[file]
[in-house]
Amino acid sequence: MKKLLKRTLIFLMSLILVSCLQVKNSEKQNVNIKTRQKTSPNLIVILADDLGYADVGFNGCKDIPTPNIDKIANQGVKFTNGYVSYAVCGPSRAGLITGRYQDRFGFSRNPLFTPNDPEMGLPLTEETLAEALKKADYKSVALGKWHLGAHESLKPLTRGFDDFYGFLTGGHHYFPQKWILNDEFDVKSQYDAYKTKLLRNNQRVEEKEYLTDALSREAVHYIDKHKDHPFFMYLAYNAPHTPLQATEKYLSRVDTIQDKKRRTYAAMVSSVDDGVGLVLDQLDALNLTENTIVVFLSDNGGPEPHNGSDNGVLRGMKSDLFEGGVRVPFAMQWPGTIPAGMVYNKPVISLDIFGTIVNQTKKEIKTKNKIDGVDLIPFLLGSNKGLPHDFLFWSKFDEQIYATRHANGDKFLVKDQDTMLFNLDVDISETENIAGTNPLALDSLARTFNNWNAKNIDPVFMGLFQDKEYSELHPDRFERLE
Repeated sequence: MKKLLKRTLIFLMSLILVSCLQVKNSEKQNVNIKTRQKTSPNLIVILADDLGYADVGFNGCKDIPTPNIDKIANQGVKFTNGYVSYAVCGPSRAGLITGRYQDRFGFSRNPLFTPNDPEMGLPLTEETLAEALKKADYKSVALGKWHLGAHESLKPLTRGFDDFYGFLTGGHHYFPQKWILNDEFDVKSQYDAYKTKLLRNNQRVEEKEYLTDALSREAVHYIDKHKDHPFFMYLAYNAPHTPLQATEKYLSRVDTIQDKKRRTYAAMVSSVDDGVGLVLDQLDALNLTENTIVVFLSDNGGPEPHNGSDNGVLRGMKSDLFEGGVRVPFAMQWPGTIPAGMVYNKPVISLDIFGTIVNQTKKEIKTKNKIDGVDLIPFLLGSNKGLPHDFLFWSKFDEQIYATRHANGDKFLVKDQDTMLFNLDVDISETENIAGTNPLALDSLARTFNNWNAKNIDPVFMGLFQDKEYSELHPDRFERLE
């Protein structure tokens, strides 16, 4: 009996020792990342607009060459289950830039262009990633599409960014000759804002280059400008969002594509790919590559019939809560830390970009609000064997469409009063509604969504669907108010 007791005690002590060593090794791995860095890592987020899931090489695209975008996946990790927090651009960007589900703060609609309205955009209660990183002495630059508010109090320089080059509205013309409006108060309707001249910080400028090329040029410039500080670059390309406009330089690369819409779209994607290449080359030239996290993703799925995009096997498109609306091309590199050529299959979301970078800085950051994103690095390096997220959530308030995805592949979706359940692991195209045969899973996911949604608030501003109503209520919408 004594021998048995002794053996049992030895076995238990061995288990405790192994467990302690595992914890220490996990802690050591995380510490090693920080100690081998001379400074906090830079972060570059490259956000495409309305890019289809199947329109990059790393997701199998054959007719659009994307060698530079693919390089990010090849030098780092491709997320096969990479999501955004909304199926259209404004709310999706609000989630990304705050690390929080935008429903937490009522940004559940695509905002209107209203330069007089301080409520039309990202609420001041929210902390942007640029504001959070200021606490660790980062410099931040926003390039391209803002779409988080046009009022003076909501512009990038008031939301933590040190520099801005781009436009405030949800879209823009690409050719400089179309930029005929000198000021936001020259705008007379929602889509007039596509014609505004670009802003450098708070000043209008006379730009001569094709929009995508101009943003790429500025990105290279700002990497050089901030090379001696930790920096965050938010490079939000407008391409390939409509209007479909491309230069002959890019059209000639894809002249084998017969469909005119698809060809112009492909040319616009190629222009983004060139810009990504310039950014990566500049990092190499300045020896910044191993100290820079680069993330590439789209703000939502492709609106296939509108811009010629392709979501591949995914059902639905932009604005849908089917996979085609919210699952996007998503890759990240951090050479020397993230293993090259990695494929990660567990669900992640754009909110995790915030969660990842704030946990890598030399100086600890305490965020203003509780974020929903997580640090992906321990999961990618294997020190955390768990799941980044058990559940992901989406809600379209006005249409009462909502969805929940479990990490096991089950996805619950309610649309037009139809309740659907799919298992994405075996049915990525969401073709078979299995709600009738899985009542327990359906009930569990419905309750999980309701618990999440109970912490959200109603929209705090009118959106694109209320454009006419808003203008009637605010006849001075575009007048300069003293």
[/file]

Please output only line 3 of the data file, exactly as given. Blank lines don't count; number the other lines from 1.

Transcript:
Repeated sequence: MKKLLKRTLIFLMSLILVSCLQVKNSEKQNVNIKTRQKTSPNLIVILADDLGYADVGFNGCKDIPTPNIDKIANQGVKFTNGYVSYAVCGPSRAGLITGRYQDRFGFSRNPLFTPNDPEMGLPLTEETLAEALKKADYKSVALGKWHLGAHESLKPLTRGFDDFYGFLTGGHHYFPQKWILNDEFDVKSQYDAYKTKLLRNNQRVEEKEYLTDALSREAVHYIDKHKDHPFFMYLAYNAPHTPLQATEKYLSRVDTIQDKKRRTYAAMVSSVDDGVGLVLDQLDALNLTENTIVVFLSDNGGPEPHNGSDNGVLRGMKSDLFEGGVRVPFAMQWPGTIPAGMVYNKPVISLDIFGTIVNQTKKEIKTKNKIDGVDLIPFLLGSNKGLPHDFLFWSKFDEQIYATRHANGDKFLVKDQDTMLFNLDVDISETENIAGTNPLALDSLARTFNNWNAKNIDPVFMGLFQDKEYSELHPDRFERLE